What Gold Means to Cuba in Baseball
By Irina Echarry, photos: Caridad
HAVANA TIMES, Sept. 28 – Two retirees were on day watch on the first floor of a building. They were listening on the radio that the Cuban team had scored another run. “We only need one more to tie, and there’s still a lot of time,” said one of them with a smile full of optimism. Many people like them wanted Cuba to take the gold.
In a dollar store, the workers were watching the game. One of them, Oscar, cannot hide his enthusiasm for the opposing team:
“They’re better. It’s true. Look, those are twenty-something-year-old kids. None of them is a professional. All the countries have sent third rate teams; Cuba always sends the same one to all the tournaments, it never changes. The best in the US aren’t playing; the monster players aren’t there – but they’re still going to win. I don’t know what the Cuban coaches are thinking – that the game is won because you want to and that’s it? You have to be good, and for the gold you have to be the best. What happened with Cuba in the Baseball Classic? They’re afraid of Japan… when somebody says the name Matsuzaka, the Cubans don’t even want to leave the hotel…”
I couldn’t hear Oscar’s opinion when Borrero hit a two-run homer to tie the score at 4-4 in the sixth inning. But when they took out Norge Luis Vera (the pitcher that opened the game), and they put in Lazo, the commentaries were immediately forthcoming.
In different Havana bars people met to criticize, enjoy and suffer the World Cup. Some shouted, while others suffered the tension in silence – sighing and wiping the sweat from their brows with their hands.
“Lazo isn’t up to this anymore. He should retire and spend the rest of his life coaching 5 and 6 year-olds. That’s all he’s good for,” a policeman on Obispo Street shouted.
Everybody has their opinion. And when it comes to baseball, all Cubans know what has to be done.
“This game is good for demonstrating that we’re in a rut. We have to work the bench and start playing a different game,” said Mercedes, a woman who was listening to the radio at the entrance of her building.
The sports narrators that went to the World Cup with the team insist on radio and TV of the chance of a win, that it can still be done. Yet at the same time they remind us that tomorrow is the anniversary of the country’s Committees for the Defense of the Revolution (CDRs). They barely make reference to the fact that there is little hope of the team overcoming the opponent’s five-run advantage in one inning.
This World Cup Baseball tournament has generated more than a few opinions, as always. Cubans have a bad habit of lionizing their team when it wins, filling themselves with pride. But when the opposite strikes, they trash these same players, as if on other occasions they hadn’t played better.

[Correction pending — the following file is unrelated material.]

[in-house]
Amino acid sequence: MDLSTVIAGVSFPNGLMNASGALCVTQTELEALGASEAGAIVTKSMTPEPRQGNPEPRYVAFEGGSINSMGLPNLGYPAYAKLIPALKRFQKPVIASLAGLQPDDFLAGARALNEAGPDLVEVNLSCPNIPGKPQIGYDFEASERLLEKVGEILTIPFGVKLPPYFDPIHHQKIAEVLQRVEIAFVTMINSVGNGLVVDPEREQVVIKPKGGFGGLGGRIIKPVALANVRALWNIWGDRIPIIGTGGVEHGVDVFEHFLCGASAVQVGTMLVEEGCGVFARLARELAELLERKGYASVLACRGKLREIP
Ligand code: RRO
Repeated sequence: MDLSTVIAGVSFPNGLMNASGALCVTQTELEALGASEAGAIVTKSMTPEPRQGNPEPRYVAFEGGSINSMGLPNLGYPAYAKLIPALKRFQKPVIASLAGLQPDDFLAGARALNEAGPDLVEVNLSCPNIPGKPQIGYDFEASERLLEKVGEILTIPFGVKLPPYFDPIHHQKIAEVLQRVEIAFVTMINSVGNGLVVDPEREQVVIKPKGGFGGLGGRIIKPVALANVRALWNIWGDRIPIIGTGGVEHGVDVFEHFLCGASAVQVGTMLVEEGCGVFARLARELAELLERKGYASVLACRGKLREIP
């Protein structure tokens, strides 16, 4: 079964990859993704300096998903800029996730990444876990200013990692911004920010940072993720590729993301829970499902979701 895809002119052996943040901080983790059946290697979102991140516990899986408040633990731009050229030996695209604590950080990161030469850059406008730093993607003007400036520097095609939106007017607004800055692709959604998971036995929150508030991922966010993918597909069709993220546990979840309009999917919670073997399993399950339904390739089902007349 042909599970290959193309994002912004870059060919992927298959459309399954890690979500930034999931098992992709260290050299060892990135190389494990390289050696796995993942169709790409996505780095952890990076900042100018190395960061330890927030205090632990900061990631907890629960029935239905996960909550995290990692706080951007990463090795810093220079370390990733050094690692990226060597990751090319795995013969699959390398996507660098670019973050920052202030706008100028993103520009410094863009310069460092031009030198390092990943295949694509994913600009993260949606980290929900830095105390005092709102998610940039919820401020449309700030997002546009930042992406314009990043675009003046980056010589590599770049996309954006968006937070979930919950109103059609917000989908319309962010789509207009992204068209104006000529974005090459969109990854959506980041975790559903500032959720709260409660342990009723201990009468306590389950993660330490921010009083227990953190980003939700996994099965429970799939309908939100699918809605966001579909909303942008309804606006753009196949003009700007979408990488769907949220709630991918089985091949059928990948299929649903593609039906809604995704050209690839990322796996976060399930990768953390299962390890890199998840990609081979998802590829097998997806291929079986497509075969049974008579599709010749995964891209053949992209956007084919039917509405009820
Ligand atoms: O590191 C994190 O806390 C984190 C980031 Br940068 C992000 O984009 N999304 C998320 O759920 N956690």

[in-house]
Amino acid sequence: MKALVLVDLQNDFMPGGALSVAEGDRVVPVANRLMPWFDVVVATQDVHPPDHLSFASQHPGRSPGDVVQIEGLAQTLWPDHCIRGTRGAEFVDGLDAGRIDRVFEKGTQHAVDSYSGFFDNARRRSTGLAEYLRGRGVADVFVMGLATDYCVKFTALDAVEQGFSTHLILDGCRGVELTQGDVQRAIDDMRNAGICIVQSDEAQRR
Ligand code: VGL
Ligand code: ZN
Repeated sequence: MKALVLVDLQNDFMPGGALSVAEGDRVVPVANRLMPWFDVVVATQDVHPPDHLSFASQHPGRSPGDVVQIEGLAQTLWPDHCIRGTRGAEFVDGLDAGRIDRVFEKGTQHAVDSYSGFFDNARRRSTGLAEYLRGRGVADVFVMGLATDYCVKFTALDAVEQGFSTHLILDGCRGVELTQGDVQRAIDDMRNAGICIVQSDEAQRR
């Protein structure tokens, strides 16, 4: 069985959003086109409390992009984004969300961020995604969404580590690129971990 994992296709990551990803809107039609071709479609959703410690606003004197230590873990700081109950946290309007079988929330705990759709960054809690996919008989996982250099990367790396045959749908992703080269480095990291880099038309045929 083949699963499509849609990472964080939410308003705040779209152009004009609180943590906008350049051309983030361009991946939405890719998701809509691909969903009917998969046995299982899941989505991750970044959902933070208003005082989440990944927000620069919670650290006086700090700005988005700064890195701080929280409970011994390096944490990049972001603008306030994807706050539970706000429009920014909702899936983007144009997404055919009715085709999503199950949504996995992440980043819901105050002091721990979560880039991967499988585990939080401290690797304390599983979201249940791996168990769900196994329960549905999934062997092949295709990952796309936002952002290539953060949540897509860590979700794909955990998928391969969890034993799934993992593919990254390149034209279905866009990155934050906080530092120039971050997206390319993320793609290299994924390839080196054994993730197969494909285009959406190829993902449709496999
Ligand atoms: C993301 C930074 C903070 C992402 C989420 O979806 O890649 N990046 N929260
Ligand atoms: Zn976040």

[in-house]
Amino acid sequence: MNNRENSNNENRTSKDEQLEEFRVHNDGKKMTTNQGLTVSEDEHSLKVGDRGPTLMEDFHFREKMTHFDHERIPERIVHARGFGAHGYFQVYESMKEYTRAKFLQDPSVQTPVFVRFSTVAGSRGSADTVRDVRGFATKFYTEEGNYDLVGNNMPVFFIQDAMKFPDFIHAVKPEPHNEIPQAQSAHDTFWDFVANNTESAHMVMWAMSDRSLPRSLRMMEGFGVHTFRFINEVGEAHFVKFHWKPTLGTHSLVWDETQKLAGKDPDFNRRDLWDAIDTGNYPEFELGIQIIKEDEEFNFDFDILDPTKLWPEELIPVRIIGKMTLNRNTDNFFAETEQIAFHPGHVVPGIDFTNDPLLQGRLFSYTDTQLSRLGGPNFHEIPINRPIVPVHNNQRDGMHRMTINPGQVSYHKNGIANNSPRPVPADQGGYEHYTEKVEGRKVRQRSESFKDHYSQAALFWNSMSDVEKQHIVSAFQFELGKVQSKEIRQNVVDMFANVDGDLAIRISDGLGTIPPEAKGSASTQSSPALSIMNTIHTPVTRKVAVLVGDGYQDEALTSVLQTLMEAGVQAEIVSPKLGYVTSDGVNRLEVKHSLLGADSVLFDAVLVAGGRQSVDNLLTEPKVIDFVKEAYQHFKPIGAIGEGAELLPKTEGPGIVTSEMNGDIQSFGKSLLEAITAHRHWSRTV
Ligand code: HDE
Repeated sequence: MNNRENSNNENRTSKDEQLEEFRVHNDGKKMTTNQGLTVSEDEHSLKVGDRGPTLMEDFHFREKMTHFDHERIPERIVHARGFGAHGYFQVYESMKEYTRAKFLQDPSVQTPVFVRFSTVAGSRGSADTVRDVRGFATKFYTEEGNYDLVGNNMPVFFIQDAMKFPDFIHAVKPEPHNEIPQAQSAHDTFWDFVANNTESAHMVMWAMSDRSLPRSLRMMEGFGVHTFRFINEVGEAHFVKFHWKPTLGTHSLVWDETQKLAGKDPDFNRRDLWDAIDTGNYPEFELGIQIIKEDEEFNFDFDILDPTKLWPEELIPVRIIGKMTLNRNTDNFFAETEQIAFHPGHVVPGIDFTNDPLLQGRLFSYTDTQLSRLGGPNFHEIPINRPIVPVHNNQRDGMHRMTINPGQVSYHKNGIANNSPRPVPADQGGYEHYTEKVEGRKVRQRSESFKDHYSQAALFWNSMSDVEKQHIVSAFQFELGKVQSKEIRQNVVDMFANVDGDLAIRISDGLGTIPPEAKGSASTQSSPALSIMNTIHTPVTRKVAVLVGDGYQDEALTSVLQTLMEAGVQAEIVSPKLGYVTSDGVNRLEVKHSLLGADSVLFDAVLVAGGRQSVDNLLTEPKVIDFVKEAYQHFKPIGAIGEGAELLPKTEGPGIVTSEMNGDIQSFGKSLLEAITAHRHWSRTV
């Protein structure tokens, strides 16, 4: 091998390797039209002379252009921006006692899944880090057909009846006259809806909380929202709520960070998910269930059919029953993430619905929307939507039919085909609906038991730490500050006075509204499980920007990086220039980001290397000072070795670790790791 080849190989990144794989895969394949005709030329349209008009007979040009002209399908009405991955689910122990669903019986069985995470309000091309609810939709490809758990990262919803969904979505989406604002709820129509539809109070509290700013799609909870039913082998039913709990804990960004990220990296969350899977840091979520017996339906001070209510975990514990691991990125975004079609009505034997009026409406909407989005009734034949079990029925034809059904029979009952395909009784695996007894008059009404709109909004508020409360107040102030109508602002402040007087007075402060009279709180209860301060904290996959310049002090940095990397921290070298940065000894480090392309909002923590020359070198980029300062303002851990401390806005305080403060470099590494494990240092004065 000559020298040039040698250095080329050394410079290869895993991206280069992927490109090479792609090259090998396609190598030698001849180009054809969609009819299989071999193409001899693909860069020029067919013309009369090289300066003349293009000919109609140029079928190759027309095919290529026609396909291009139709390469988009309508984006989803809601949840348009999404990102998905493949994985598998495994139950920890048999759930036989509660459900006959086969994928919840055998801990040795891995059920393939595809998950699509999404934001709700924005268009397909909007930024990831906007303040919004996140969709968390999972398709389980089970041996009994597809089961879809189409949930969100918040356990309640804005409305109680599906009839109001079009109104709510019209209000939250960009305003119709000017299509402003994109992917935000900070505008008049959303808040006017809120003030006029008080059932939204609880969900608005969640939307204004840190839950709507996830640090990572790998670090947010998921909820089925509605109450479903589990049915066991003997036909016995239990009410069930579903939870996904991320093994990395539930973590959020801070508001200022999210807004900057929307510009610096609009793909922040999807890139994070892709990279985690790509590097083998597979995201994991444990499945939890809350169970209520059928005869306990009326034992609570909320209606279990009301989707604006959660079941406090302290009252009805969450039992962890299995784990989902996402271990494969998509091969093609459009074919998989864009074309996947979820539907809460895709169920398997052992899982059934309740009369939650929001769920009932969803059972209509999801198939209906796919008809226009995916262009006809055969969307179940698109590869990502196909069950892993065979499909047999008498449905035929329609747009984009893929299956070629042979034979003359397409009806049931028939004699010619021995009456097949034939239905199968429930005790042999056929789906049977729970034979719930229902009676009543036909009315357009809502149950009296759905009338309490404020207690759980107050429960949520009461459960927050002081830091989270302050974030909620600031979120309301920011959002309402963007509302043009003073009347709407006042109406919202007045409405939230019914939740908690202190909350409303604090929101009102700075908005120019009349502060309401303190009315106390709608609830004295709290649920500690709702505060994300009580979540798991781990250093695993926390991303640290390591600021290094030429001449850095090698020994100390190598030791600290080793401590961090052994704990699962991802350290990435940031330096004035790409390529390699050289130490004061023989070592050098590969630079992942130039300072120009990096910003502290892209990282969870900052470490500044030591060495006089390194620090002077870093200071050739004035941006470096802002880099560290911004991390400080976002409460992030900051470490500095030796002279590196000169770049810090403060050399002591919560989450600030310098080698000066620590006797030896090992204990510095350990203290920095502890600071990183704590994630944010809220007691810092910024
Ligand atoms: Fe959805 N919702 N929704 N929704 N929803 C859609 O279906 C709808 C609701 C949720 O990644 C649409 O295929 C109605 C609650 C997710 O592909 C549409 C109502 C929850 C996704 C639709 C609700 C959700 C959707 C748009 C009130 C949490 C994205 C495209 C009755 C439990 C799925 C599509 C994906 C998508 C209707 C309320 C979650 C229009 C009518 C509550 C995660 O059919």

Despite Despaigne’s solo homerun in the eighth inning, which brought the game to 10 to 5, there was still a tremendous distance to catch up. The bartender remarked that the US had more pitchers than Cuba had players (without mentioning that the island’s team doesn’t take full advantage of the pitchers it does have).
Faces grimacing, fists balled tight from impotence, adrenaline rushing. People take baseball very seriously in Cuba, and if it’s against the United States,” much more so.
“On this occasion we couldn’t beat them. What we need to do is correct our errors, not fall in love with the players. I believe they should send the Havana team, reinforced with some players from other provinces. Havana won the national championship; it demonstrated that it was in shape and deserved to play, but they always send the same ones,” said Onerquis when he saw that the hit by Céspedes, the walk to Michel Enriquez and Despaigne’s long fly in the ninth couldn’t do anything.
The uproar of the get-together of baseball fanatics in Havana’s Central Park could be heard from a block away. Hollering, waving in the air, frustration and hilarity all floated about in these historic grounds.
The regional question is divisive. Most people think that there should have been more players from… (whatever’s the native province of whoever’s speaking). The discussion gets wearisome when each person defends their provincial compatriots without caring about the Cuban team as a whole. People forget that the squad represents all of the country’s provinces. Ernesto (a fan of one of the Havana teams) said:
“I just wasn’t motivated. It’s a question of principles. If there aren’t any players from of my team – the “Industriales” – I don’t feel compelled to watch anything. If they had won – fine, but they lost, and I’m happy because the lineup lacked key players like Mayeta and Carlos Tabares.”
Carlos Manuel’s yelling was deafening to everyone passing by. The team that made the most errors in a game is Cuba. That’s a shame. We haven’t won since the Intercontinental tournament in 2006. And we’re going to keep on suffering like this for a long time. I’m with Cuba, but a team that plays like that loses, that’s reality.”
The reality is that neither Carlos Manuel nor the others recognize that Cuba did its best; it won a lot and lost few. But the nation’s pride has been wounded. When I mentioned to Carlos Manuel that at least we took the silver, he responded indignantly saying, “That doesn’t mean anything, what values is the gold.”
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One thought on “What Gold Means to Cuba in Baseball”
Very, very good article! (I included a link to the article in my post yesterday at Cuba Journal).
I agree with the fan who said that they should have sent the Habana team. They were the legitimate champions of El Beisbol Cubano.
I admire Pedro Luis Lazo, but his prime time is past. Give newer players a chance.
Cuba should send the players who have proven themselves, rather than send those who represent “political correctness.”
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